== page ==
The faith and determination of a devotee such as Krishna das is admirable. His only work was now the deliverance of fallen souls. Nirvishesh, whose only preoccupation was the bodily concept of life, would be difficult to reason with: he had been taught for a considerable sum by an Oriental swami that God has no intelligence or spiritual form (nirvishesh). There­fore, since we are accountable to no one but ourselves for what­ever we do, all inhibitions should be cast to the wind. "What­ever turns you your thing" was Nirvishesh's motto. Even as Krishna das met him, he held in his hand the book Great Sex Through Yoga.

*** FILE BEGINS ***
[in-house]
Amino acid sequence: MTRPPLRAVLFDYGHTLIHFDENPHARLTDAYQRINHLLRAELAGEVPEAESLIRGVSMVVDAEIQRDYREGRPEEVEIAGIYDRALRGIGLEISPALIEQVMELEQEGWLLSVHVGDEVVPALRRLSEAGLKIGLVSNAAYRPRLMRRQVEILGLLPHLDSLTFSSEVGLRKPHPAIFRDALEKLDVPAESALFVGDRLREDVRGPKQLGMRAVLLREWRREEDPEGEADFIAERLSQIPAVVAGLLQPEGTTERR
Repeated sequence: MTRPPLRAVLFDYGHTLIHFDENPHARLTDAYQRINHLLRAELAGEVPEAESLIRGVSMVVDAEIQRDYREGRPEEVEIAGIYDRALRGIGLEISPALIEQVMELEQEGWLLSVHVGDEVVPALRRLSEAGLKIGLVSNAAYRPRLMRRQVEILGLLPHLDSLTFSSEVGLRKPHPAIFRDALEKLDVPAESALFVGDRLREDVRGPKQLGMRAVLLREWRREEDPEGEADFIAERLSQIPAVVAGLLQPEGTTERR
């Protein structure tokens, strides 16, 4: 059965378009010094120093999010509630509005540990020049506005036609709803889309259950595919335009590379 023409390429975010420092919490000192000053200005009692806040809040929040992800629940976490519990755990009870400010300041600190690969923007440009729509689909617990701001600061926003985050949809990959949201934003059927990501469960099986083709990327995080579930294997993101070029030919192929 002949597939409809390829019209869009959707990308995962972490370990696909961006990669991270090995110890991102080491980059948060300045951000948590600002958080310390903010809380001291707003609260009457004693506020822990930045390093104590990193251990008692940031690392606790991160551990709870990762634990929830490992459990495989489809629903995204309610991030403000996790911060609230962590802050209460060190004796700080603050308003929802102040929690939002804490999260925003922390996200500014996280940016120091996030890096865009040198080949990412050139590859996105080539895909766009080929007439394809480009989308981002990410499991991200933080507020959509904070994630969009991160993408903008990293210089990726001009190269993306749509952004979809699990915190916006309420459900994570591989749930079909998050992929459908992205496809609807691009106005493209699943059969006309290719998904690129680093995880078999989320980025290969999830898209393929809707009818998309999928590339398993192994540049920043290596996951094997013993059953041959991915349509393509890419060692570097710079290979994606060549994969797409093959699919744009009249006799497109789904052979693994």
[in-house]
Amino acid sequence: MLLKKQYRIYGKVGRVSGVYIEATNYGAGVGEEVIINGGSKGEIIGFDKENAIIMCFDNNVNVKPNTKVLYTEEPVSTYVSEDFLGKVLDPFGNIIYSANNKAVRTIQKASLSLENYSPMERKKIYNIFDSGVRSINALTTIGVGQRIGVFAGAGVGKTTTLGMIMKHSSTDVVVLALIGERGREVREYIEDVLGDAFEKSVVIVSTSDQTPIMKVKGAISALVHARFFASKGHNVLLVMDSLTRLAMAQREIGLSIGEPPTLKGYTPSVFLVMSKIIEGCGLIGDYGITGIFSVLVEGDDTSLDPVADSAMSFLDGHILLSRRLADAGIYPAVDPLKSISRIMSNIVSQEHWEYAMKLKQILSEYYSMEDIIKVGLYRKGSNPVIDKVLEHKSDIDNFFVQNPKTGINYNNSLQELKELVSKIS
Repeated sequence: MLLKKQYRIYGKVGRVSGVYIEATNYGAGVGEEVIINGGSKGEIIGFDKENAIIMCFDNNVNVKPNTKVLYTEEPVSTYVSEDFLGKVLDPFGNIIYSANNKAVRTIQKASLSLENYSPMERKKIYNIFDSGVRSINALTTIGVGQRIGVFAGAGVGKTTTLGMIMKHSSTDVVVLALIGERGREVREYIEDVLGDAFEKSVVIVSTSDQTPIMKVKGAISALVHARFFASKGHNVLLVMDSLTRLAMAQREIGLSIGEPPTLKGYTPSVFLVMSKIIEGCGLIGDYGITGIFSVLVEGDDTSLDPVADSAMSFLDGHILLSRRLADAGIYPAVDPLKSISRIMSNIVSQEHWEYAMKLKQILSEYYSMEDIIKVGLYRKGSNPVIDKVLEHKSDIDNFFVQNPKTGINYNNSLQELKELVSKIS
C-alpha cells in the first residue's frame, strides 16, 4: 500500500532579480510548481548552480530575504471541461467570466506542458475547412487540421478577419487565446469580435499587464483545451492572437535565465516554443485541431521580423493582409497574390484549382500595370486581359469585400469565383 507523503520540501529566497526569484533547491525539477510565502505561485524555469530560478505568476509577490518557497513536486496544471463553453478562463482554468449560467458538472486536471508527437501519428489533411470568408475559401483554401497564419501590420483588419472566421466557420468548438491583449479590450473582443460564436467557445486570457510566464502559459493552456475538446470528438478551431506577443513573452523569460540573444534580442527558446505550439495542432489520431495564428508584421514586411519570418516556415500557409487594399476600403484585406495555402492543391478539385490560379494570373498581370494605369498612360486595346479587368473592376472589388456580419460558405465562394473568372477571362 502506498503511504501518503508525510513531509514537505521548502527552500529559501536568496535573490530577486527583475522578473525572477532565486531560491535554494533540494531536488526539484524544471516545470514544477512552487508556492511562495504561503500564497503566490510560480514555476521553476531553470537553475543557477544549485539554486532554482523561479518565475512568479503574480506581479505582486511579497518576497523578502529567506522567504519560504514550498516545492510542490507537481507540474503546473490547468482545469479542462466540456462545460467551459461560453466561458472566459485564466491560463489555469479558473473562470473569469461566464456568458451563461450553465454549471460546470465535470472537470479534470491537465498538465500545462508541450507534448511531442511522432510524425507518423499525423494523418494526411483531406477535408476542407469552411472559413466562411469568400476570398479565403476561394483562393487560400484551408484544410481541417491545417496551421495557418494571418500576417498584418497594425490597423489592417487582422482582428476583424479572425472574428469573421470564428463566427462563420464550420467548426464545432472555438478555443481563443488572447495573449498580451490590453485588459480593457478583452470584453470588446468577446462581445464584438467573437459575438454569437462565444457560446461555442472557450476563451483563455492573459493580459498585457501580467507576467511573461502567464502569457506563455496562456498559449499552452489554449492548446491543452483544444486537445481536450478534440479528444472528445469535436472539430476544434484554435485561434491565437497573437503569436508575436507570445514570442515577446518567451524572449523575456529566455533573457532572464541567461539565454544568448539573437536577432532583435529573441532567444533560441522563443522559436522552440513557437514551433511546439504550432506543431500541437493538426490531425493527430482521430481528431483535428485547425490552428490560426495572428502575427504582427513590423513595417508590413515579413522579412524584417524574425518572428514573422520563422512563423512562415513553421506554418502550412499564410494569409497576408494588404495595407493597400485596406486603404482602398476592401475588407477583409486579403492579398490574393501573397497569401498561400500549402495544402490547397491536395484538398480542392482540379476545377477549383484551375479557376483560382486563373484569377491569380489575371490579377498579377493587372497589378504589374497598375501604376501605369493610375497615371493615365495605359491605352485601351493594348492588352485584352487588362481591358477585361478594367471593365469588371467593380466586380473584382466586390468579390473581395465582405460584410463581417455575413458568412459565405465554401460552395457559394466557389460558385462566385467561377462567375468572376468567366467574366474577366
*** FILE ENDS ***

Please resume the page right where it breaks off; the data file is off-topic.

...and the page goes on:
Though quite young, Krishna das had a deep understand­ing of Bhagavad GitaAs It h due to the blessings of his spiritual master, and he welcomed discussing philosophy with his old friend whom he looked upon more as misguided than insin­cere. The two young men greeted one another with smiles. Krishna das invited Nirvishesh to sit before him on the grass. The Spring day was warm and sunny, a gentle wind moved through the branches of the trees around them, causing the leaves to rustle. The sweet fragrance of white roses drifted in the breeze. Greetings having been exchanged, Krishna das waited for Nirvishesh to express himself.